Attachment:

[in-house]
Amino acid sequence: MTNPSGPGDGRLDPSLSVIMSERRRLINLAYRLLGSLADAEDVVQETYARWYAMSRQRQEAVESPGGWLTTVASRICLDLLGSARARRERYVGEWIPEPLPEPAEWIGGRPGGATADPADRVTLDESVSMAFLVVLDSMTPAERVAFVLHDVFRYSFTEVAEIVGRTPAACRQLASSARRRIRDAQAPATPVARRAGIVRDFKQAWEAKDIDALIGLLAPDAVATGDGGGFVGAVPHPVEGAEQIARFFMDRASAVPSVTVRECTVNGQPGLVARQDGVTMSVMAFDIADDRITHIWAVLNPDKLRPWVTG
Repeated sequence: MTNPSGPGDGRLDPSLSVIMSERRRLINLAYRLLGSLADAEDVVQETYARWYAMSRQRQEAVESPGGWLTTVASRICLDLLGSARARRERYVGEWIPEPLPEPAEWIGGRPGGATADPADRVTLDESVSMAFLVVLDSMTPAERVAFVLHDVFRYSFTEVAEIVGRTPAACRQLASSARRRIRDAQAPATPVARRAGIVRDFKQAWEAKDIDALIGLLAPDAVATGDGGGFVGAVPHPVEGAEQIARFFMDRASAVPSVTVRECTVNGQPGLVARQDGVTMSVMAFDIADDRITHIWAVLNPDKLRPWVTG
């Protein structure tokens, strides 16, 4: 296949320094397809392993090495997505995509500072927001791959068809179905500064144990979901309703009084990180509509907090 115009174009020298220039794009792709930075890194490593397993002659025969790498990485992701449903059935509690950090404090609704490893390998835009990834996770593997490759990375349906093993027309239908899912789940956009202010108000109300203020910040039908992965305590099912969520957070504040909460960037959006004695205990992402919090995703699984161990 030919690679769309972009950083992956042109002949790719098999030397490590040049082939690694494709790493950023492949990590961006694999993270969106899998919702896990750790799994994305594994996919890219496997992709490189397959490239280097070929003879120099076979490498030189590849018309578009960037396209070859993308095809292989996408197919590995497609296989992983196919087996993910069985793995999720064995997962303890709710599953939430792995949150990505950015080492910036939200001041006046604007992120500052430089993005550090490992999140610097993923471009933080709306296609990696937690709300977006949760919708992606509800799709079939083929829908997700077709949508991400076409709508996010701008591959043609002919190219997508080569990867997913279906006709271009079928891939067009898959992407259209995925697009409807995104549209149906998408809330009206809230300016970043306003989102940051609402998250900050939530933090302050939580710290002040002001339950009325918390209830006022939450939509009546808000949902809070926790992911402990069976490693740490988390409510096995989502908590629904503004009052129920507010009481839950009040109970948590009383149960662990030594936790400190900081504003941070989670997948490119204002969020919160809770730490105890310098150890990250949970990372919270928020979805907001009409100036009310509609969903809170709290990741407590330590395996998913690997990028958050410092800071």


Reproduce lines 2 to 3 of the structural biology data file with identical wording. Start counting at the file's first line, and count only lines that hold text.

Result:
Amino acid sequence: MTNPSGPGDGRLDPSLSVIMSERRRLINLAYRLLGSLADAEDVVQETYARWYAMSRQRQEAVESPGGWLTTVASRICLDLLGSARARRERYVGEWIPEPLPEPAEWIGGRPGGATADPADRVTLDESVSMAFLVVLDSMTPAERVAFVLHDVFRYSFTEVAEIVGRTPAACRQLASSARRRIRDAQAPATPVARRAGIVRDFKQAWEAKDIDALIGLLAPDAVATGDGGGFVGAVPHPVEGAEQIARFFMDRASAVPSVTVRECTVNGQPGLVARQDGVTMSVMAFDIADDRITHIWAVLNPDKLRPWVTG
Repeated sequence: MTNPSGPGDGRLDPSLSVIMSERRRLINLAYRLLGSLADAEDVVQETYARWYAMSRQRQEAVESPGGWLTTVASRICLDLLGSARARRERYVGEWIPEPLPEPAEWIGGRPGGATADPADRVTLDESVSMAFLVVLDSMTPAERVAFVLHDVFRYSFTEVAEIVGRTPAACRQLASSARRRIRDAQAPATPVARRAGIVRDFKQAWEAKDIDALIGLLAPDAVATGDGGGFVGAVPHPVEGAEQIARFFMDRASAVPSVTVRECTVNGQPGLVARQDGVTMSVMAFDIADDRITHIWAVLNPDKLRPWVTG